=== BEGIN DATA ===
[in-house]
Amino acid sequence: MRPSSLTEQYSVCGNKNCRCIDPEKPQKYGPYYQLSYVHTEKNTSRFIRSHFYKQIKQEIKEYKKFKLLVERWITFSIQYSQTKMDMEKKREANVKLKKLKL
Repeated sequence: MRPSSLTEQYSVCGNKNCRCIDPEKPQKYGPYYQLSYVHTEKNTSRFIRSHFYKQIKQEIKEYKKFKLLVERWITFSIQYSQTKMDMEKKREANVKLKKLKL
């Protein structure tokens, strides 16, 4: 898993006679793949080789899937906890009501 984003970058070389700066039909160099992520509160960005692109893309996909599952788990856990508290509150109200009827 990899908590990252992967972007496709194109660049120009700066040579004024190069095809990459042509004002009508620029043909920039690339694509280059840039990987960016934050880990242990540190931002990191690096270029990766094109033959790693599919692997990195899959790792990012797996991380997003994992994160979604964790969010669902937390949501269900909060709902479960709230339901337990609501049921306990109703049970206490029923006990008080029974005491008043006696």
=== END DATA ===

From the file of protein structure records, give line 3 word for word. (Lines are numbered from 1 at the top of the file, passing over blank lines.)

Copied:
Repeated sequence: MRPSSLTEQYSVCGNKNCRCIDPEKPQKYGPYYQLSYVHTEKNTSRFIRSHFYKQIKQEIKEYKKFKLLVERWITFSIQYSQTKMDMEKKREANVKLKKLKL